Shares of auto-lender Ally Financial Inc fell as much as 3 percent in their market debut on Thursday, taking the shine off the biggest U.S. IPO so far this year as investor appetite for big stock offerings shows signs of waning.

Ally's offering raised $2.38 billion for the U.S. Treasury, which sold 95 million shares at $25 each, the low end of the expected price range of $25-$28. At the offer price, the company was valued at about $12 billion.

Analysts have said that investors are becoming more selective after a flood of stock offerings this year.

In this week alone, more than a dozen companies have either gone public or will make their market debuts by Friday, marking the busiest week for IPOs since 2007.

Ally's lackluster debut follows that of hotel operator La Quinta Holdings Inc , which traded most of Wednesday around its listing price.

In contrast, offerings from small biotech companies and cloud-based technology firms - which analysts say are easier to price - have fared well this year.

The Treasury, which injected $17.2 billion into Ally during the 2008 financial crisis, said on Wednesday that with the IPO it had so far made a profit of $500 million on its investment, including dividends and interest payments.

The Treasury now has a stake of 17.1 percent in Ally, down from 36.8 percent before the IPO. This will fall to 14.1 percent if the underwriters exercise an option to sell additional shares on behalf of the government.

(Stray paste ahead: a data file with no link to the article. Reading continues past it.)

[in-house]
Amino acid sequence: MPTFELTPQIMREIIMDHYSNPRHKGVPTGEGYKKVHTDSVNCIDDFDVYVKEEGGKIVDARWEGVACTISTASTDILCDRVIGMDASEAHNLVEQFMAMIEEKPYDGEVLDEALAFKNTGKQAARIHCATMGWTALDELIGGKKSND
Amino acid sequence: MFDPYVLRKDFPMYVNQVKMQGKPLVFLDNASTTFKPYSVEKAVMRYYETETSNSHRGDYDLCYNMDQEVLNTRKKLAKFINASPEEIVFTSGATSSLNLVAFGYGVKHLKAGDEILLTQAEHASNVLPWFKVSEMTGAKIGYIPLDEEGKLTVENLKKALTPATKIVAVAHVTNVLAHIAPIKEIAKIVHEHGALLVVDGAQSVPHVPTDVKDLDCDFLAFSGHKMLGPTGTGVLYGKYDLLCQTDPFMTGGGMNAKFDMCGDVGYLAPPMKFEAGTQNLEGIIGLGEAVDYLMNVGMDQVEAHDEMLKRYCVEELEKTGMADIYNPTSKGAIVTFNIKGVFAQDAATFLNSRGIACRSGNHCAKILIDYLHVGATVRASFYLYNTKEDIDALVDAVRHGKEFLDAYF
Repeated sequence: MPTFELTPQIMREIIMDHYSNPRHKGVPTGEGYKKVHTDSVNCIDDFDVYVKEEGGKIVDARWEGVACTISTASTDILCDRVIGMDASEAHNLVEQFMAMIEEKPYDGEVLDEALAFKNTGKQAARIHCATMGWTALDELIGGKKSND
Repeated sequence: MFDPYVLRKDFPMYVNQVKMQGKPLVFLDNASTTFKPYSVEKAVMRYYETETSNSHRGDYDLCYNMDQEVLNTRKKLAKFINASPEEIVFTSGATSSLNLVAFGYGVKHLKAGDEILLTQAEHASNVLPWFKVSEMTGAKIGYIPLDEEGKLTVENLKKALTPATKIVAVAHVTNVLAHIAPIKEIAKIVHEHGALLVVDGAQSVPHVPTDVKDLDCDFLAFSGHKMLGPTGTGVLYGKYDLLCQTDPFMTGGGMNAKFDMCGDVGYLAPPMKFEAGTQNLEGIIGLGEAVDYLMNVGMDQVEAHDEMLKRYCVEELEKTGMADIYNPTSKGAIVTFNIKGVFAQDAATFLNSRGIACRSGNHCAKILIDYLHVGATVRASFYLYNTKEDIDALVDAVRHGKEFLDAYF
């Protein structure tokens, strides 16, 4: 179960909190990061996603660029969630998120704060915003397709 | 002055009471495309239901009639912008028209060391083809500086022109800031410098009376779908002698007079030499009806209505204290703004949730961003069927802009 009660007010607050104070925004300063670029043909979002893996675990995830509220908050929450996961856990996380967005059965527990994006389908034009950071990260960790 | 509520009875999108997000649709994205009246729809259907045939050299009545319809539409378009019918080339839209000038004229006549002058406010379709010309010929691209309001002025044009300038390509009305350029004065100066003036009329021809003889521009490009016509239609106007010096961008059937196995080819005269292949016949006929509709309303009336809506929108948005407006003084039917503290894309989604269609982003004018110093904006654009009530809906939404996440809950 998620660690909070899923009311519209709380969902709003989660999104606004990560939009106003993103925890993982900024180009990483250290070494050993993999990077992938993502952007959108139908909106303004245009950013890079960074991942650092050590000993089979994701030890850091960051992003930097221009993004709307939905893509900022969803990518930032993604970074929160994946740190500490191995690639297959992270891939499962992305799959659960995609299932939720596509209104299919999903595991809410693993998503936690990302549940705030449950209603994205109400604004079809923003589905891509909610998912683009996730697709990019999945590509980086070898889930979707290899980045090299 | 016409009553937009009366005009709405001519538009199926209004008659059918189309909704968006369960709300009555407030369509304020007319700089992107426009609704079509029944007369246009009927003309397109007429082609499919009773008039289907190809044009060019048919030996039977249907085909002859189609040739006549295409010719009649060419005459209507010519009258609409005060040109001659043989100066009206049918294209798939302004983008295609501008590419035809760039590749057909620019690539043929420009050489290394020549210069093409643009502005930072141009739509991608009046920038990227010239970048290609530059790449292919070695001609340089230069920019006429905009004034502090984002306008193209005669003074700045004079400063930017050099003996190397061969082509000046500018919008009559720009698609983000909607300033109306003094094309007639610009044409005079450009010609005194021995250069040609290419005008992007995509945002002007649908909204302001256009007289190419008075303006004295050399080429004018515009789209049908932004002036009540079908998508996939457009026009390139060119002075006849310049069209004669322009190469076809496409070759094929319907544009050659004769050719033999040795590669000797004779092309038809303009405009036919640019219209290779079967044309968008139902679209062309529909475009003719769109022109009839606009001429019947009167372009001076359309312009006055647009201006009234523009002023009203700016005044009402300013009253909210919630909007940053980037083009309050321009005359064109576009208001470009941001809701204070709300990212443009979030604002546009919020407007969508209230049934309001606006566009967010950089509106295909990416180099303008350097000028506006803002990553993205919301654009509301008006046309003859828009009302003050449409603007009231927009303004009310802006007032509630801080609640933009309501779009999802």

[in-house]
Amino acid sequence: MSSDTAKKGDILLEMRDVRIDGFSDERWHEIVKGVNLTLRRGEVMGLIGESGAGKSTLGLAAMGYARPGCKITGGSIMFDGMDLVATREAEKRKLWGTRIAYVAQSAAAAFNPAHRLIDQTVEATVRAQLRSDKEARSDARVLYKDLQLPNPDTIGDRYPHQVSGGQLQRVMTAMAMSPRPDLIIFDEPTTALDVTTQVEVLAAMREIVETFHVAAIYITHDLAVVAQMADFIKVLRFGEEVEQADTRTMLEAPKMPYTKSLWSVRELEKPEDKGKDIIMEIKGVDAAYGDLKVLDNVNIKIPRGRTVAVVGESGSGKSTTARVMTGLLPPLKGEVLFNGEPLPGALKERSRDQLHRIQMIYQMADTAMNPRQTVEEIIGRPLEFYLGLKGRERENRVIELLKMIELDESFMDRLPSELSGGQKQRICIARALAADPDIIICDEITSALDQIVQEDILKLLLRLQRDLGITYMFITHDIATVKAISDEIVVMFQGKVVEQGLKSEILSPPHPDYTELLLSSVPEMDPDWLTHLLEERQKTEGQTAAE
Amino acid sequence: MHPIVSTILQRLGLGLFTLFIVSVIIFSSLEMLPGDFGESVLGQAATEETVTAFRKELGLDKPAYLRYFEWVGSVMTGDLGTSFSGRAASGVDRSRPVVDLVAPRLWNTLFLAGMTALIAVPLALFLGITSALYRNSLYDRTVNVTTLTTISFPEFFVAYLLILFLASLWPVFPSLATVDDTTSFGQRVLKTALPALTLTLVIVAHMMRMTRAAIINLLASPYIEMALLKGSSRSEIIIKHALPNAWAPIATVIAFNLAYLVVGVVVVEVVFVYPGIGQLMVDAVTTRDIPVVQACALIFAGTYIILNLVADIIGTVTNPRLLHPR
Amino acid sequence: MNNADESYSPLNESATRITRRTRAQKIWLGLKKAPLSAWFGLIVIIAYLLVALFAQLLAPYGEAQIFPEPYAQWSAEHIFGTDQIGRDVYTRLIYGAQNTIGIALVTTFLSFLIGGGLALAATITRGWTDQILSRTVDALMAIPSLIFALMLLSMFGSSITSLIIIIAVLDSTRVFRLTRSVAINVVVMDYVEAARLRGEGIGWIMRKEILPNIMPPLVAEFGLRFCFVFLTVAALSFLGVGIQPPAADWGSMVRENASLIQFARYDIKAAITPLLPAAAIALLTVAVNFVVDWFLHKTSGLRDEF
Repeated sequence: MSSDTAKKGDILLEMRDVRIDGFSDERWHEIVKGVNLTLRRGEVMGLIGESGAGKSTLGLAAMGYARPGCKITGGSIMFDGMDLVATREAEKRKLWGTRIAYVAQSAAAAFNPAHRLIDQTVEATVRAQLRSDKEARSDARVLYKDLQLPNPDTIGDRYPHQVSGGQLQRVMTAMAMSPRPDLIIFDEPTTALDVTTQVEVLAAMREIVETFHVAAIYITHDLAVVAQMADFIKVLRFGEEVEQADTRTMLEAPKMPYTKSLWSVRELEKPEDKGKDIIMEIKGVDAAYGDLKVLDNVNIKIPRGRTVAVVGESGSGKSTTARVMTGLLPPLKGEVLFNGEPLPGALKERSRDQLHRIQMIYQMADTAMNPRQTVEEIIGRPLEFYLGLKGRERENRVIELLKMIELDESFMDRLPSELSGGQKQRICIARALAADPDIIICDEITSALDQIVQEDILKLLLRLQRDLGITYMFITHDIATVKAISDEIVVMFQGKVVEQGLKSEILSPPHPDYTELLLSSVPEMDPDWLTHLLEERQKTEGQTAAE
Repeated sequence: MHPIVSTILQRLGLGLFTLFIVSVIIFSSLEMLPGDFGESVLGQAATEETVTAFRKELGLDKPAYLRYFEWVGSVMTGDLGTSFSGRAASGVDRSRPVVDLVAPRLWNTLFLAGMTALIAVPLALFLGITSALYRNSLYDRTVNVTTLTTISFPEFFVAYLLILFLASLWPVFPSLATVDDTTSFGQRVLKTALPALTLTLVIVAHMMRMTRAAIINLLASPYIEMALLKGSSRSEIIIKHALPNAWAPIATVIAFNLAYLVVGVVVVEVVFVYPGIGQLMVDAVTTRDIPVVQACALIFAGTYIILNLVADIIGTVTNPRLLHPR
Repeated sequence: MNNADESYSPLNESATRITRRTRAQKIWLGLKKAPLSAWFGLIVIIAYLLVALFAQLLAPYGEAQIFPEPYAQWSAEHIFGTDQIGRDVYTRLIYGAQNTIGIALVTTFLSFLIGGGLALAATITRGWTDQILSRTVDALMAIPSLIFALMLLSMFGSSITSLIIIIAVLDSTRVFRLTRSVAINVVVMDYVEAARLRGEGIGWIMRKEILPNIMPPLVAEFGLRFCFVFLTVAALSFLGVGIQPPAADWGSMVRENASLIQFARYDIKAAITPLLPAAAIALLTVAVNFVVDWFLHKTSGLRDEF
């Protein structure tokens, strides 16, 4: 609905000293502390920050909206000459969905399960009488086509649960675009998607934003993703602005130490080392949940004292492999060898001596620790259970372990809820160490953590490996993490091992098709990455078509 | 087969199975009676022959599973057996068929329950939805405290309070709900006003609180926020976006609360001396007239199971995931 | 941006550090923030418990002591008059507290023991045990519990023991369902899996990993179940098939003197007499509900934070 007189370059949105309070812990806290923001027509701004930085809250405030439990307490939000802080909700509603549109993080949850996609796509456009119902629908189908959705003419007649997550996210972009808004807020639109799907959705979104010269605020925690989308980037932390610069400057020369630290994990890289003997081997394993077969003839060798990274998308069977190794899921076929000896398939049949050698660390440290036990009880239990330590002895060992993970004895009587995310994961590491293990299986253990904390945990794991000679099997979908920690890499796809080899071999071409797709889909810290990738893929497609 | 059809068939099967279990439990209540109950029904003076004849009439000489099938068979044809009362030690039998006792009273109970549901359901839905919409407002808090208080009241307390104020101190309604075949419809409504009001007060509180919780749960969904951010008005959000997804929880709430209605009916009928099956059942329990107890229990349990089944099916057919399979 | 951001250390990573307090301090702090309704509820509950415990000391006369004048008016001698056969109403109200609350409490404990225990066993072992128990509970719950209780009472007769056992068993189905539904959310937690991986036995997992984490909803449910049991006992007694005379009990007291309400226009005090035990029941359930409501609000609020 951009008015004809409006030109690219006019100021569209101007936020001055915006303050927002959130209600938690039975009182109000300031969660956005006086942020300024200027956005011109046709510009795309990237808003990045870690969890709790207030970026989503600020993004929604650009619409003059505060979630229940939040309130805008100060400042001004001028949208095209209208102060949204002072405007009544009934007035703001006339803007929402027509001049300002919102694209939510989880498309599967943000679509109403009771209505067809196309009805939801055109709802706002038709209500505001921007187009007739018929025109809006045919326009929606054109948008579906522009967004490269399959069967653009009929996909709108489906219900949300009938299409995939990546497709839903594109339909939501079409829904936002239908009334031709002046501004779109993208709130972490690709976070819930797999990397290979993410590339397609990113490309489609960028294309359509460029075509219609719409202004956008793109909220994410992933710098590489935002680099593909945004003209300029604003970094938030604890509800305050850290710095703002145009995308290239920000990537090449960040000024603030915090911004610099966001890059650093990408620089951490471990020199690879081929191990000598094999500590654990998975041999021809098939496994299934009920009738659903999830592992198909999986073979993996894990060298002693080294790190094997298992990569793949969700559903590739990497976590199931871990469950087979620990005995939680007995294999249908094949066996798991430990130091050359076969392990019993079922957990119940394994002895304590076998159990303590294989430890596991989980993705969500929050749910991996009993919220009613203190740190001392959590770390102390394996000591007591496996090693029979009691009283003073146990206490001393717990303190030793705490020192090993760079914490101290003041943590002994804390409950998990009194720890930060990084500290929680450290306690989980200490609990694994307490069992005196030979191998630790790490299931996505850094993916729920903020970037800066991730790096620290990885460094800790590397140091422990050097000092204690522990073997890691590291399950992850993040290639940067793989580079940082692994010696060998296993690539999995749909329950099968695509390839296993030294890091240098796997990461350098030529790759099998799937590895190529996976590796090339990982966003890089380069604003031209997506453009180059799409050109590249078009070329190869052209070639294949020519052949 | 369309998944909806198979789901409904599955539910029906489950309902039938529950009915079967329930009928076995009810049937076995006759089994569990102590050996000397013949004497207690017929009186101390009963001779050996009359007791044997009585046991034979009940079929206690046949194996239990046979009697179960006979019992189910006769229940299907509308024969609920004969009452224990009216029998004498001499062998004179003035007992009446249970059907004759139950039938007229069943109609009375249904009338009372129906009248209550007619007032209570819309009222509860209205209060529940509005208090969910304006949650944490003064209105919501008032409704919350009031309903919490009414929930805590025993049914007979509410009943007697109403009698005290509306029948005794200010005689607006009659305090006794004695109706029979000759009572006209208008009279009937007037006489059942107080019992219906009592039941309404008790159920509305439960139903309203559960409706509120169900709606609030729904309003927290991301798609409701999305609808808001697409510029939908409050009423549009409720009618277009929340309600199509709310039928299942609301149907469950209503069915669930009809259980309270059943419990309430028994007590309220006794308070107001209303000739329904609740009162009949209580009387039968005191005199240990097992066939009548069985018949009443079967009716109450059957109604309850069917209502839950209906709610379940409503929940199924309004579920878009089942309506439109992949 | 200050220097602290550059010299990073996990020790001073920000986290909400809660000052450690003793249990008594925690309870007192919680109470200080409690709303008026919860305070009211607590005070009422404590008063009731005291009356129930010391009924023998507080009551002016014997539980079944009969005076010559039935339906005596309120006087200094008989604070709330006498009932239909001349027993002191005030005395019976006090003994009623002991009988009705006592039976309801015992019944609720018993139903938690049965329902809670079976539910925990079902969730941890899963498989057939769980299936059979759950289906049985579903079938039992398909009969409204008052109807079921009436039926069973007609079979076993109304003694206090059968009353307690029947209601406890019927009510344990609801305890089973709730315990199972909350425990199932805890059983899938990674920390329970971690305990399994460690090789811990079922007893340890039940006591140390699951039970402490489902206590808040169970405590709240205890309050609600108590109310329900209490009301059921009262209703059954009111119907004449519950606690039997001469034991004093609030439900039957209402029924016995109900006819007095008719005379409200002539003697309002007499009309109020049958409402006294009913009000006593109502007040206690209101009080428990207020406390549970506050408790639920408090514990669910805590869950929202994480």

Ally, founded in 1919 as General Motors Acceptance Corp, was a unit of General Motors Co until private equity firm Cerberus Capital Management bought a majority stake in 2006.

Burned by bad mortgage loans made by subsidiary Residential Capital (ResCap) during the housing bubble, Ally was thrown a lifeline under the Troubled Asset Relief Program (TARP).

Since the bailout, the company has been focusing on repaying the government by putting ResCap into bankruptcy, reducing expensive debt and selling assets.

Ally and other auto-financiers are benefiting from rising U.S. auto sales. U.S. auto sales are widely expected to rise by around by 1 million in 2014 from 15.6 million in 2013, making this year the best for automakers since 2007.

Ally initially filed for an IPO in March 2011, but delayed its plans several times due to market conditions and due to its exposure to fines over ResCap's mortgage lending.

Activist investor Daniel Loeb's hedge fund Third Point LLC and Cerberus Capital Management did not sell any shares in the IPO. Third Point has a 9.5 percent stake in Ally, while Cerberus has 8.6 percent.

Detroit-based Ally's shares were changing hands at $24.55, down 1.6 percent, after about 50 minutes of trading on the New York Stock Exchange. Almost 12 million shares had traded, making it the heaviest traded stock on the exchange.

Citigroup, Goldman Sachs, Morgan Stanley and Barclays were the lead underwriters for the offering.

(Editing by Savio D'Souza and Ted Kerr)